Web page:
Any of you have a work spouse? I’ve had one for 20 years; I call him the International Man of Mystery. Now you’d think after 20 years I’d know a lot about IMOM, but he is one seriously cagey dude. Try asking IMOM a question like “How was your weekend?” and you’re going to get nothing but crickets. But still, I’ve learned to communicate through his favorite topics of conversation. For example, IMOM loves talking about book translations. If, let’s say, I were to slyly drop a little question about book translations such as “I was thinking of re-reading War and Peace, are there any good new translations out?” then we’ve got a subject worthy of a day’s conversation.
My other go-to conversation starter is Asian culture, which IMOM specializes in: everything from Korean soap operas to Vietnamese Phở restaurants. For over a decade I’ve been saying to him “You know what I really want to do? See a Peking opera” and we’ve discussed in great detail what that might be like. I wasn’t making this up either—I’ve have been antsy to see an authentic Peking opera. And guess what? HOB and I went to see one in Beijing this spring.
Of course, for an experience so long anticipated, I did a lot of research. I wanted to see an authentic opera, not a performance pimped out for tourists. I decided on the Chang’an Grand Theater because it has a reputation for presenting traditional Peking Opera. HOB and I visited the theater to buy tickets shortly after arriving in Beijing. A kind and patient woman in the box office helped us buy tickets despite our inability to speak Chinese (I don’t need to remind you that box office and visitor services staff are the real heroes of most of our trips, do I?) She got us seats in the balcony for a inexpensive price.
On the day of the performance we got to the opera house early so I had time to review my notes on Peking opera character archetypes (those are in the binder I’m holding on my lap). It’s a good thing I was prepared too because we had absolutely no knowledge of the opera’s plot—in fact we didn’t even know the title of the show. There were subtitles, which you can see in green text on either side of the stage, but they were in Chinese.
The performance had live musical accompaniment which I believe was entirely improvised. The musicians were seated on stage but just inside the wings where we could barely see them. There was a stringed instrument with a high pitch and a rattling percussive instrument with a sound like castanets. A third percussive instrument had a peculiar tone; when I was a kid I lived in front a small lake where people used to ice fish in the winter and the opera’s drum sounded like a fisherman breaking a hole in the ice—keeuuuungh, keeuuuungh, keeuuuungh. The singing was reedy and piercing (in fact, my only disappointment in the performance was that it was amplified, which seemed unnecessary).
The opera’s audience and ushers were almost as entertaining as the opera. The couple in front of us shared a thermos of tea while ushers flitted back and forth refilling tea cups in the more expensive seats, temporarily blocking our view. A young guy massaged his date’s back in time to the music. One man loudly spoke on his cell phone, not stopping when an outraged usher hustled him out of the theater. Audience members walked in and out of the balcony door to take phone calls, invariable leaving the door slightly ajar and causing the intrusive ushers to sprint ostentatiously over to properly close the door. Everyone chatted, cleared their sinuses and made cell phone videos without shame. While I found all this business distracting, I was relieved to find Chinese people breaking rules—in an authoritarian culture even small acts of insubordination matter.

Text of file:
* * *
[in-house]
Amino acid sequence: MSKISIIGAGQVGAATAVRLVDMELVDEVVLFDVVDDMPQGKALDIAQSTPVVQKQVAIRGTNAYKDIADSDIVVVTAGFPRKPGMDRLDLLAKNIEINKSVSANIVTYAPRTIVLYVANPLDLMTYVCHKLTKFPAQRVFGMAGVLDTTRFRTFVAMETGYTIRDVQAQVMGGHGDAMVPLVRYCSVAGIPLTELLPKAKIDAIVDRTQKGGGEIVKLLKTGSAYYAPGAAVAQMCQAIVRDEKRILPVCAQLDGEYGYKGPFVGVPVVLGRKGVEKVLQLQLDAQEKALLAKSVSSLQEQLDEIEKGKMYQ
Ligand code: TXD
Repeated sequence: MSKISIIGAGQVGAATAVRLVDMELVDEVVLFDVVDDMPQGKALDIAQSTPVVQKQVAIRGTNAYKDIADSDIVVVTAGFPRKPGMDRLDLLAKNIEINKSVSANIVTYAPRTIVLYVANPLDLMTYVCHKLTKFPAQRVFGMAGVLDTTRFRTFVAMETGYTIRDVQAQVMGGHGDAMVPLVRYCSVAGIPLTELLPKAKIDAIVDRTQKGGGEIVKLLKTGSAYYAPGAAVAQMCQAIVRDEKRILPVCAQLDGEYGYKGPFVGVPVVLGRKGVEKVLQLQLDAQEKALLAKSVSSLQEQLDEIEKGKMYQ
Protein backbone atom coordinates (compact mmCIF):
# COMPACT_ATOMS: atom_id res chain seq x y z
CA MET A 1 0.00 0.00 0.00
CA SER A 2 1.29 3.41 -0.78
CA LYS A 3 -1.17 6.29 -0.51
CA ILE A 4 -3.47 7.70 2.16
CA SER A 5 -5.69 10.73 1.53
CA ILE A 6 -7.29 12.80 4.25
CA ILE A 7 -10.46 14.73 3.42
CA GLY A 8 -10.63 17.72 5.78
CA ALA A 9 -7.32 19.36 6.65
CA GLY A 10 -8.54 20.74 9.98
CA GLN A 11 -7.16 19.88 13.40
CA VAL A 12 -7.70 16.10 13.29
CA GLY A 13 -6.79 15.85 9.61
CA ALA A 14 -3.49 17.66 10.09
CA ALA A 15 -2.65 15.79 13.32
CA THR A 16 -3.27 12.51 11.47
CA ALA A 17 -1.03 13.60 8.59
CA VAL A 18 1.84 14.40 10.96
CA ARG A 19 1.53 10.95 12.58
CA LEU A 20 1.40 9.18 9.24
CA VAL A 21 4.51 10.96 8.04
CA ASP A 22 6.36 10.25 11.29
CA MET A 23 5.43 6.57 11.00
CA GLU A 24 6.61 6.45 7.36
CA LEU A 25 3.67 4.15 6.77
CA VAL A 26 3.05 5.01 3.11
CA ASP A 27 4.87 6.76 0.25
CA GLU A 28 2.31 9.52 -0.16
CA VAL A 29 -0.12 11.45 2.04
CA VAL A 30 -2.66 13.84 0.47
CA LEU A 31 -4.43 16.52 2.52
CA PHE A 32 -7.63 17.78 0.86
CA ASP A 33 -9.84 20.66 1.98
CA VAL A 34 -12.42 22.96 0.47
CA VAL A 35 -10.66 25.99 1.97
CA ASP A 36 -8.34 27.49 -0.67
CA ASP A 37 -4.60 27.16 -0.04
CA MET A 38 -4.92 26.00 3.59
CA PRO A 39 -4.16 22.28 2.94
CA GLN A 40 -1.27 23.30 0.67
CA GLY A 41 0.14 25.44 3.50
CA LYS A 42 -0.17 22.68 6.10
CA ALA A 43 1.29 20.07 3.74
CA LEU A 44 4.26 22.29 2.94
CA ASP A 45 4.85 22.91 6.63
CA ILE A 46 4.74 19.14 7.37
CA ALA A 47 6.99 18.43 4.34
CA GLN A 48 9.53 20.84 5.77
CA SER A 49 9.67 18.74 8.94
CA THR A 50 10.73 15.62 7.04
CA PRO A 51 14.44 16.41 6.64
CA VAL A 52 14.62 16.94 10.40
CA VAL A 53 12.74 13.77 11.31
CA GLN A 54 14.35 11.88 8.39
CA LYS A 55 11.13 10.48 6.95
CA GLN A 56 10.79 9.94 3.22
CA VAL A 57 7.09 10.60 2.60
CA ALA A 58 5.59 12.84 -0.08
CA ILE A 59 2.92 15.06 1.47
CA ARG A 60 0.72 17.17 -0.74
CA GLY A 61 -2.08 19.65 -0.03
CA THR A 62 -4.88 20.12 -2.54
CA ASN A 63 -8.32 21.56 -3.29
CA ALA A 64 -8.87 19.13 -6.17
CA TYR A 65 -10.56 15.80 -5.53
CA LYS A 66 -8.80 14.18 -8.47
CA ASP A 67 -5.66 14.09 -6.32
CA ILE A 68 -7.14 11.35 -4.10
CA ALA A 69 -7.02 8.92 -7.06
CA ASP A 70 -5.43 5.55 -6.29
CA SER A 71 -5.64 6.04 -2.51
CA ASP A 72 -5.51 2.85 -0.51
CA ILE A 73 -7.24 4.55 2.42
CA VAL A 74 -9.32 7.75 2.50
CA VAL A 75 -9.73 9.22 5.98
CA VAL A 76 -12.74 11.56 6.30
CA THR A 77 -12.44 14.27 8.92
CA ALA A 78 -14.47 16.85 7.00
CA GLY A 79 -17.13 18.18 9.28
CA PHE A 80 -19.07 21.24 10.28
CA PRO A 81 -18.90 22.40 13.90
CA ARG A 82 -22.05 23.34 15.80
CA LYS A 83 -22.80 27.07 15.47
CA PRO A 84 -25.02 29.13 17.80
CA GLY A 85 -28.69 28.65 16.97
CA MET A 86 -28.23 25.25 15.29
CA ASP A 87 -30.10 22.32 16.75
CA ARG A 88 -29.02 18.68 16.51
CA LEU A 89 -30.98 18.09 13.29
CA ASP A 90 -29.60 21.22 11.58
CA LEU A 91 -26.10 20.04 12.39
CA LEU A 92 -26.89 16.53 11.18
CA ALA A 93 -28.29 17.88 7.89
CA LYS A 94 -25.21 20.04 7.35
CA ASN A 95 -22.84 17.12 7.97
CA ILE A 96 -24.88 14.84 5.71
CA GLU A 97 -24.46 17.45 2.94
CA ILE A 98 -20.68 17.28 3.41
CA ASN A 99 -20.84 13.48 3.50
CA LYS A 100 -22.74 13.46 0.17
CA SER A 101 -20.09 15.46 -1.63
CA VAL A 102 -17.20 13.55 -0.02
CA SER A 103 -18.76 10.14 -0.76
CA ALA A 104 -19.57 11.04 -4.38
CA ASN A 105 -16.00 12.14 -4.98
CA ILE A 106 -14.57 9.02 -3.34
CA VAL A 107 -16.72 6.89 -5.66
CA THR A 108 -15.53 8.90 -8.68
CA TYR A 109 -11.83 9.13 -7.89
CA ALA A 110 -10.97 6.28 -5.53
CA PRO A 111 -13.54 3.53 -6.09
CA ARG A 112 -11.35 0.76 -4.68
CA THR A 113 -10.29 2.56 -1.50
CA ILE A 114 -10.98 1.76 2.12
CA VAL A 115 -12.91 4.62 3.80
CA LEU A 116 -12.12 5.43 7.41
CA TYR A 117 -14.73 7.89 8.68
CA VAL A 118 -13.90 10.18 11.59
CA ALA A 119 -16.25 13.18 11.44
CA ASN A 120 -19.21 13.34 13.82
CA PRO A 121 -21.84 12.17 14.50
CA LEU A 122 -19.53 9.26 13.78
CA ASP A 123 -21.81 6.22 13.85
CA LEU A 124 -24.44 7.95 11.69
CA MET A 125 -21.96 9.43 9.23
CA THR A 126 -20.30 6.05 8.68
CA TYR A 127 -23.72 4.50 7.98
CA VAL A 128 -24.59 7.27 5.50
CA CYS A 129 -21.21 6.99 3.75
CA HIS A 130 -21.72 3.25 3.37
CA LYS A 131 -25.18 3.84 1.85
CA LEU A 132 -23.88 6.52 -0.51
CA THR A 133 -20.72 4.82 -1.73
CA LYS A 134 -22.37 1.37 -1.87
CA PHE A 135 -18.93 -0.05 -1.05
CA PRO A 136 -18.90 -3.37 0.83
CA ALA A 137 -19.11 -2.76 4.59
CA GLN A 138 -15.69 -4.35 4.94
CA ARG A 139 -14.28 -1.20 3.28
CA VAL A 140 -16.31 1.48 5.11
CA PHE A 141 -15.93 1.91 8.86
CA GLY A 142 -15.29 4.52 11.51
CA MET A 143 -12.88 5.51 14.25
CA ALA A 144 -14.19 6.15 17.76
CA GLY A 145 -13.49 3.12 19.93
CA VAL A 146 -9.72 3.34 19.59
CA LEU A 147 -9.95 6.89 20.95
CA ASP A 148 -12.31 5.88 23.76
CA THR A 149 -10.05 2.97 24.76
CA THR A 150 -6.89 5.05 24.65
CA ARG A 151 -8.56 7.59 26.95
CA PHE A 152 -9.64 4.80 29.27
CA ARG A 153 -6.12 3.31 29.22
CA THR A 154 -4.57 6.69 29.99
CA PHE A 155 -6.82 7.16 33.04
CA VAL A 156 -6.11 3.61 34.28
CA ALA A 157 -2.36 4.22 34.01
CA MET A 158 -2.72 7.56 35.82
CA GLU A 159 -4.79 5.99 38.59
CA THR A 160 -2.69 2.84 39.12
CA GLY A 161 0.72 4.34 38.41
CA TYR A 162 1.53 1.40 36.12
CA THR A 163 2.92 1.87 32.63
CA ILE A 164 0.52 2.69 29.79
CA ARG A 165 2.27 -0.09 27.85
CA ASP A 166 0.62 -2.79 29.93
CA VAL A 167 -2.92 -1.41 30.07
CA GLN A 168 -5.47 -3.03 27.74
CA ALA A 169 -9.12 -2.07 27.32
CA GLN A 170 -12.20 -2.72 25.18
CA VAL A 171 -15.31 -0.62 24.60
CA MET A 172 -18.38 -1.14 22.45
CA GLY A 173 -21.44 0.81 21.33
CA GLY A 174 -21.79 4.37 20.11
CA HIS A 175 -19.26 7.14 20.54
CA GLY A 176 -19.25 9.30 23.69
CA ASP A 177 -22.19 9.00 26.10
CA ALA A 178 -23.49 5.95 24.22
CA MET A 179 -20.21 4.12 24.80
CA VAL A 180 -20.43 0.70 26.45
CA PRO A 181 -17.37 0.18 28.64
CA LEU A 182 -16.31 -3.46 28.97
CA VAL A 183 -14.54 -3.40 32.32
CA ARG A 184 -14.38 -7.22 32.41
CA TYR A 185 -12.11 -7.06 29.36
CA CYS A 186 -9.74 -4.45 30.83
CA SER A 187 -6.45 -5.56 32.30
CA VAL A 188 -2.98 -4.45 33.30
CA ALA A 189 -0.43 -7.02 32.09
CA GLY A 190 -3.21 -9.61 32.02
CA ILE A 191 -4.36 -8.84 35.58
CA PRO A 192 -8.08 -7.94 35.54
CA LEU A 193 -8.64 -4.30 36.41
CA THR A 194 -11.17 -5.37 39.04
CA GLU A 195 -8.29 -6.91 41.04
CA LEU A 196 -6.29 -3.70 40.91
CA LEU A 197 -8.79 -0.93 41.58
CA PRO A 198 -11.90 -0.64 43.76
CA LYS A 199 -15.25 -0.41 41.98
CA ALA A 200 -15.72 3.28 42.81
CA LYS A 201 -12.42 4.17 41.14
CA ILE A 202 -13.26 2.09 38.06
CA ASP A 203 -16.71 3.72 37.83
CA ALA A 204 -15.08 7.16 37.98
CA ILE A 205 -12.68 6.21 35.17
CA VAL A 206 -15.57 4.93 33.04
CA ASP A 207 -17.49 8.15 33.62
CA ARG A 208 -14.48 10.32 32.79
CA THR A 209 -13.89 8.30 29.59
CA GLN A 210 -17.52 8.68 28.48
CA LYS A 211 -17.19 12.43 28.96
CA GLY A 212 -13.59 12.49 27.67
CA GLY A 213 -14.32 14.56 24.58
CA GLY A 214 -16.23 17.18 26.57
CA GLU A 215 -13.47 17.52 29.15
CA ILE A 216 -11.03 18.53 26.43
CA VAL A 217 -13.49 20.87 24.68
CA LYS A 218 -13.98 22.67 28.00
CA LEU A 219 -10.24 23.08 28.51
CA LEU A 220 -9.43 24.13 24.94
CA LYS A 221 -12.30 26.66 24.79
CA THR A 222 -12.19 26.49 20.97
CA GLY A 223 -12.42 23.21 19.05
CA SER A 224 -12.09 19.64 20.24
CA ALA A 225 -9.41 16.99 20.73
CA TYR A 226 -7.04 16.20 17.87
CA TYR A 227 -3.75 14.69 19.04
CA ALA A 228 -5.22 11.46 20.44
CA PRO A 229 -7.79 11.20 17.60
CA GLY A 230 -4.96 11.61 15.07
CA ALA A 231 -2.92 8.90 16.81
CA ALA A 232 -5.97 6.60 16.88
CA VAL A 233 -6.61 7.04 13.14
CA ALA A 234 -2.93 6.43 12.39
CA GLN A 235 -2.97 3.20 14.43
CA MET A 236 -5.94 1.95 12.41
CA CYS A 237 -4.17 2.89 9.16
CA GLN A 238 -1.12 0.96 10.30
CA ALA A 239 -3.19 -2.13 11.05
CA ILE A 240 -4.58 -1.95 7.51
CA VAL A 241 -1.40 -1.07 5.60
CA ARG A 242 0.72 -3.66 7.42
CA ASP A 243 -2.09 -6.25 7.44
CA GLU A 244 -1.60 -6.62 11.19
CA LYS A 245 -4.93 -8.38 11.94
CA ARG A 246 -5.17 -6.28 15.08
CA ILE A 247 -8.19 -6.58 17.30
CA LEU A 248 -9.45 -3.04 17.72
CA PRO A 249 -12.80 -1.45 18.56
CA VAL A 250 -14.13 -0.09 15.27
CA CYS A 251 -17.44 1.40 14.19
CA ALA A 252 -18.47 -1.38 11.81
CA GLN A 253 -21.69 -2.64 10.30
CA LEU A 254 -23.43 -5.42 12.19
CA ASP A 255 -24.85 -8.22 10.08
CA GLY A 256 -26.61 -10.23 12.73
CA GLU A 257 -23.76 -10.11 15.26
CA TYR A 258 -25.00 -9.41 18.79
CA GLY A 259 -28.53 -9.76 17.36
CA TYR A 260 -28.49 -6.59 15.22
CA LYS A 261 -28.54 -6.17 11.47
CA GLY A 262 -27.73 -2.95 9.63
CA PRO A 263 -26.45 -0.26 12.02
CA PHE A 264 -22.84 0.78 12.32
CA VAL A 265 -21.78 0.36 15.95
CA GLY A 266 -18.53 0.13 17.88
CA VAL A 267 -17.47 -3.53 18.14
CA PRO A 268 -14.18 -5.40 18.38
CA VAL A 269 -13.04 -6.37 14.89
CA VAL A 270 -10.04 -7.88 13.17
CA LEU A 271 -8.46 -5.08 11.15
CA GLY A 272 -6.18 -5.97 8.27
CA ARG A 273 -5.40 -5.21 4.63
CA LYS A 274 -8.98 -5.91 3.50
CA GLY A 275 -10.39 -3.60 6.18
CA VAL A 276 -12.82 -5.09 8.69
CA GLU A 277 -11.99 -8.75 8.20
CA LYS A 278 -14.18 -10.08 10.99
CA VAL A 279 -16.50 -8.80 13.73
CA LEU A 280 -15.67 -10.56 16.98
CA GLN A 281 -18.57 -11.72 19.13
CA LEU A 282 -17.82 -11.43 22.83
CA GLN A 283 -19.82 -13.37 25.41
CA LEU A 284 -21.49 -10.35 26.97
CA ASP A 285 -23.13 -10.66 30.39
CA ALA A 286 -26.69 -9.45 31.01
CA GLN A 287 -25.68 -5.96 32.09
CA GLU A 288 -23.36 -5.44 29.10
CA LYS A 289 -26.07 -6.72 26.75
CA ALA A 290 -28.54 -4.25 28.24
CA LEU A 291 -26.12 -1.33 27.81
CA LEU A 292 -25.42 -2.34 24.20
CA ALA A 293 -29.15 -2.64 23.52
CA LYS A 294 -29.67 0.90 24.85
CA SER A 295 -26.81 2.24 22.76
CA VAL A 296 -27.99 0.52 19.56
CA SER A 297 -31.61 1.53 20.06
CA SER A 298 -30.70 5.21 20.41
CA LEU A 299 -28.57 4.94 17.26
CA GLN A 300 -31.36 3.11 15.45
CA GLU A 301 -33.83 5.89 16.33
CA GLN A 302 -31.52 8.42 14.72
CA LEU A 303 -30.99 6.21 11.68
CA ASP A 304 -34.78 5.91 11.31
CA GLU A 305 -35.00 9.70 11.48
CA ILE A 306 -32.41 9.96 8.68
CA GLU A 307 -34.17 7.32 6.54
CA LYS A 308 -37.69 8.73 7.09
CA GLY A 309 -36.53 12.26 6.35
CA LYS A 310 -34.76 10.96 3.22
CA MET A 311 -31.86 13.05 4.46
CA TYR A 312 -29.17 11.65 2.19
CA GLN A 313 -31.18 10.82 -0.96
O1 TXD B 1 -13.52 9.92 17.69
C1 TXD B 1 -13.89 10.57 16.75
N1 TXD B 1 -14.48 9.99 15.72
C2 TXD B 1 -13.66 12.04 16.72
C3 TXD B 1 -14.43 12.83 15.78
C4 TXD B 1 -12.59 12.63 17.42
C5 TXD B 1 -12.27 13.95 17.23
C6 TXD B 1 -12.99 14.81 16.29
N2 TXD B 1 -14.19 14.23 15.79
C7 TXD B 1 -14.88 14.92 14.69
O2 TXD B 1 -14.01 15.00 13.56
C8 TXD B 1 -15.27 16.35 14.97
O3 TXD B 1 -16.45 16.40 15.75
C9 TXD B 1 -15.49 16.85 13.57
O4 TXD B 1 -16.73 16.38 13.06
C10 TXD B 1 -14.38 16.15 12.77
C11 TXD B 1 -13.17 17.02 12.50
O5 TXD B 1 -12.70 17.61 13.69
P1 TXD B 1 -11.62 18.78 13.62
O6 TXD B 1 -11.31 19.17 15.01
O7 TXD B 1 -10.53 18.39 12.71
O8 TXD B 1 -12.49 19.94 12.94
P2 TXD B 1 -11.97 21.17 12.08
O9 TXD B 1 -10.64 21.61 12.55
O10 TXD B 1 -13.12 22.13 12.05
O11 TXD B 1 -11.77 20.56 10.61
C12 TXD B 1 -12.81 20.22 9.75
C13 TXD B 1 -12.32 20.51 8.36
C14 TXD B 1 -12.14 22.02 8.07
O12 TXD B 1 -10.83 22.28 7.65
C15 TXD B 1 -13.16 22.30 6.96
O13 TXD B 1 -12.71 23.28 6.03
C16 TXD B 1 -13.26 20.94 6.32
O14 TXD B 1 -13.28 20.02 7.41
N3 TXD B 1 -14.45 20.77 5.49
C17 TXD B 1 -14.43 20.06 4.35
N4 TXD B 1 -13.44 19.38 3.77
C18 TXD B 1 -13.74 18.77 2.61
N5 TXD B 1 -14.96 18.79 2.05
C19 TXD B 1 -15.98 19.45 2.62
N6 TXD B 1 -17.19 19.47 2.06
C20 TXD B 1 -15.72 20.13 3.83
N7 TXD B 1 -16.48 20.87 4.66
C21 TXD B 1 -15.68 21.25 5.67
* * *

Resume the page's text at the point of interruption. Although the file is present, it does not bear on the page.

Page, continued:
Though recording was banned, the audience held up their phones in clear view of the ushers, who made no attempt to stop them. I decided there was no reason to restrain myself either, though HOB glared at me in stern disapproval. I have no skill whatsoever in videotaping (as is clearly in evidence in the above recording) so HOB gave in and made the much more well composed video below.
In my video you can hear a bit of singing from the young woman in the red costume. She was also an elegant actress who made many graceful, stylized gestures with her hands.
Oh man did this opera ever have some super stage combat! Catch a bit of in HOB’s video above (and a closer look at the exquisite costumes and makeup). Later on in the opera there was an all-out stage battle with much twirling and swinging of fabrics. The male characters wore platform shoes which they lifted out from under their robes on angled, stiff legs. The middle-aged female lead had long flowing sleeves that she would unfurl dramatically and then scoop up-up-up her arms. Several characters had bizarre butterfly feelers or stacked balls on their heads that they bounced along in time to the music. I had no idea what was going on but I sure did love the whole thing.
Normally I return from a trip and my office mate of 20 years hardly acknowledges that I’ve been gone. This time, though, IMOM greeted me with an excited “WOB! How was China? How was the Peking Opera?!” I showed him the program and explained that we didn’t know what we’d seen. He kept the program and tracked down a Chinese intern who could translate it. The intern explained that we had seen Mu Guiying Takes Command, an opera about a legendary female general from the Song Dynasty.
A few new Peking-style propaganda operas were written during the cultural revolution, but these days I don’t think there are many contemporary operas coming out of Beijing. As much as I enjoyed seeing the traditional opera, I’d like to think there are also new operas being produced in China. For any of you Chinese composers out there, may I suggest writing a situation comedy-style opera about a pair of work spouses—one quite mysterious, the other addicted to travel—set in a museum in Chicago. Who wouldn’t want a ticket for that?